• Do something locally. The world is a vast place, and changing it is a tall order. But you can make a difference locally. Support a local political candidate of your choice. Volunteer at a local shelter. Encourage your community to reuse and recycle. Support your local parish. This is the level at which you can effectuate change.
  • Educate yourself. If you accept everything you hear, then there’s reason to be discouraged. But choose something that bothers you, or excites you, and learn all about it. Explore it from different viewpoints. Expand your horizons. The world still might not make sense, but you’ll have gotten a little control over at least your understanding of it.

We live in difficult and confusing times. So did Christ; so did many of the saints of the Church. For some reason, God has called you to live in these times. Meet that challenge thoughtfully and prayerfully, and you can make a difference.


Pope Francis’ new Encyclical: A bold desire for us to achieve great things together

This Saturday, October 3, in Assisi, Pope Francis signed on the altar before the tomb of St. Francis of Assisi a landmark encyclical of hope for our times: On Fraternity and Social Friendship. “Fratelli Tutti,” the encyclical’s opening words, means “All brothers” in Italian. The phrase is taken from the writings of St. Francis, one of the major inspirations for the document.

The bishop of Assisi Domenico Sorrentino states that this encyclical “gives us new courage and strength to ‘restart’ in the name of the fraternity that unites us all.” Building on the Church’s long tradition of charity and social teaching, Pope Francis gives the reader a broad understanding of the current world situation and the language to engage in today’s issues in a way that unites us.

There is no way any of us can avoid facing the societal problems now affecting us all. Pandemic and lockdown. The killing of George Floyd and protests on our streets. Wildfires, hurricanes, and flooding. We’re in the middle of a contentious presidential election. Police both locally and internationally have rescued large groups of exploited and endangered children and brought them to safety. And the immediacy of these critical problems and issues has made us almost forget the people who are at our borders hoping for a new life, and those disadvantaged women, men, and children living in poverty and experiencing other forms of hardship within our country and throughout the world. And the list could go on.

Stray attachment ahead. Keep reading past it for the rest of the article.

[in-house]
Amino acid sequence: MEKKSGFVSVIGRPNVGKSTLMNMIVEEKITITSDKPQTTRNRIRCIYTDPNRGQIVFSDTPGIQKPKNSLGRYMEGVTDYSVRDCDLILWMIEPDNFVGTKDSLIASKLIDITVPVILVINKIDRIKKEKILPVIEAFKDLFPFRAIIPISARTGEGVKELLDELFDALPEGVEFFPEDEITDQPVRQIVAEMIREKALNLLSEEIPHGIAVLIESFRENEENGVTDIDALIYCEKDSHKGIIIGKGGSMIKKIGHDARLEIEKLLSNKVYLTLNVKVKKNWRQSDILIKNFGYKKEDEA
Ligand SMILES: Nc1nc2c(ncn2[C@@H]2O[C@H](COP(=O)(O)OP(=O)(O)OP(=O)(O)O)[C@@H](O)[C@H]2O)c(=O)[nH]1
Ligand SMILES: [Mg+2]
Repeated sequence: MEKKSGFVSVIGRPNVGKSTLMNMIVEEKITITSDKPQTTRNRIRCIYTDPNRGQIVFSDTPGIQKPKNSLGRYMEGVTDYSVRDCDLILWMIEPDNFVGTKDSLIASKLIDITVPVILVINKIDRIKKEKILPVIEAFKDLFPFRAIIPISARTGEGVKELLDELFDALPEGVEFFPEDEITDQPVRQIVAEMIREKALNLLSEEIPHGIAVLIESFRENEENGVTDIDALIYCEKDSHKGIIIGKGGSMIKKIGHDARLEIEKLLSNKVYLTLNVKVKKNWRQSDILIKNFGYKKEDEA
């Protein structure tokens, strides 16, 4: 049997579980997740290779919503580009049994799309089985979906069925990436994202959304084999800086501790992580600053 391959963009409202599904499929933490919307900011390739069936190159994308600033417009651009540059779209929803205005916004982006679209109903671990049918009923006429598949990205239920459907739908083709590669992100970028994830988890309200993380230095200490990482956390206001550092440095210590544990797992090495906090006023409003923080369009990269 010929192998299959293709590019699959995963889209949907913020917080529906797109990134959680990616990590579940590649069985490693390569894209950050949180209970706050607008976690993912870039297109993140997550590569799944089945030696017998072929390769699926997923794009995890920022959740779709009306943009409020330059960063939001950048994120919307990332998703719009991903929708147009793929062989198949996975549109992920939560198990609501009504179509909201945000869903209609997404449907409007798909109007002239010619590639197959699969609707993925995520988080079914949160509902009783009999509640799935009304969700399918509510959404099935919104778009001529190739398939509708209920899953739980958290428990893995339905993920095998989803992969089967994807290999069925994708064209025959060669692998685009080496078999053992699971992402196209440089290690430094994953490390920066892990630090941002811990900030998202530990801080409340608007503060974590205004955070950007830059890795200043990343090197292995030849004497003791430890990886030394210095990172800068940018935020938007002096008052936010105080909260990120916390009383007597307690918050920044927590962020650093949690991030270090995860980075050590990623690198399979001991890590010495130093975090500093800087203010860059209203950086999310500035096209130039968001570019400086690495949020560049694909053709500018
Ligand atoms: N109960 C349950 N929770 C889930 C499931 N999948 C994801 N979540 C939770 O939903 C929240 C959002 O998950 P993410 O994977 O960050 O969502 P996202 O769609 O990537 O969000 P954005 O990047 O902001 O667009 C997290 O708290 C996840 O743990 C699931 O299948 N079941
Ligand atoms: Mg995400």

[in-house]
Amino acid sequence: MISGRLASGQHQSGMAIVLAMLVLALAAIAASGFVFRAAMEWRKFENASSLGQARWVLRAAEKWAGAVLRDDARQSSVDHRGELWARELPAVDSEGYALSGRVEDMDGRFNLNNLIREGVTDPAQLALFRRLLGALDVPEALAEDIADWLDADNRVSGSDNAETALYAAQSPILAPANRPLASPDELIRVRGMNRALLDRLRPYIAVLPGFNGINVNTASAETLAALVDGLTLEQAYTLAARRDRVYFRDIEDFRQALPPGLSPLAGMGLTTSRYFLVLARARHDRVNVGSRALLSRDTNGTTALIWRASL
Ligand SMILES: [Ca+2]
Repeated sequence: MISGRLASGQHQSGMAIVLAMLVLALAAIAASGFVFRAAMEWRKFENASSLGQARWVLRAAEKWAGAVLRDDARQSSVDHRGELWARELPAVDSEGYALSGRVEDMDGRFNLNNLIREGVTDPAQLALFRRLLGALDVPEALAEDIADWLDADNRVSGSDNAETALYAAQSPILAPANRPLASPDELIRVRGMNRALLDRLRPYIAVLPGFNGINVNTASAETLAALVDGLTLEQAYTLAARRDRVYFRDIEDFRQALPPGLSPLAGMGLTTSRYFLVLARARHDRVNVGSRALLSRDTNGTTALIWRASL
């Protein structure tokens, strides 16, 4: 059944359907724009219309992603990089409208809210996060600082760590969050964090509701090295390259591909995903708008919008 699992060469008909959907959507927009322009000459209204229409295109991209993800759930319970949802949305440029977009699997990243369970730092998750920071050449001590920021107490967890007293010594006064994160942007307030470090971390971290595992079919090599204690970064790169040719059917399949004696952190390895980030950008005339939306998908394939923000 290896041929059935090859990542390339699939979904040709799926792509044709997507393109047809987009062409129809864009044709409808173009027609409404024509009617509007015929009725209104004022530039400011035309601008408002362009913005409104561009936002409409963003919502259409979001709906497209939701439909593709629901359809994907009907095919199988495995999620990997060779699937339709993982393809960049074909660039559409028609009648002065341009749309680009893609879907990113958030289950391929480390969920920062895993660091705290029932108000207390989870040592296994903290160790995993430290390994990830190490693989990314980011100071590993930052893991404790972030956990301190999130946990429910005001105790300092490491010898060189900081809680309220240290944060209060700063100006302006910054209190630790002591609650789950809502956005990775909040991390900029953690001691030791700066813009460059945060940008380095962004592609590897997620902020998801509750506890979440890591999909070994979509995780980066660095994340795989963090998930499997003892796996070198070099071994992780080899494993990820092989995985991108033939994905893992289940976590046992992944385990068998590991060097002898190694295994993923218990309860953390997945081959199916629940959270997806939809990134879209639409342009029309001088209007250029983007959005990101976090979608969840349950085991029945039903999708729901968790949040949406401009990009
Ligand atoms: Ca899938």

So let’s take a moment and push pause….

Reading that list, what did you feel?

Well-intentioned people find themselves taking opposite approaches to these situations. If you’re like me, you have family and friends who fall on every side of these issues. Conversations about them can become contentious real fast. And depressing.

And I’ll be honest.

At different times, I have felt fear, guilt, anger, confusion in these conversations.

To jump into the midst of the public strife, holding one banner or other, I would find myself caught in a conceptual framework to which I can’t fully subscribe. And I have to admit, as strongly as I feel about these issues, I know in my heart of hearts that I haven’t had the opportunity to really study and pray about how the Church’s teaching about the dignity of every human life would apply in such complex situations, and how best to make a constructive contribution.

In this new encyclical, Pope Francis invites people to dialogue in such a way that they come “to know and understand one another, and to find common ground” (no. 198), no longer concerned about the “benefits of power or … ways to impose their own ideas. … The heroes of the future will be those who can break with this unhealthy mindset and determine respectfully to promote truthfulness, aside from personal interest” (no. 202).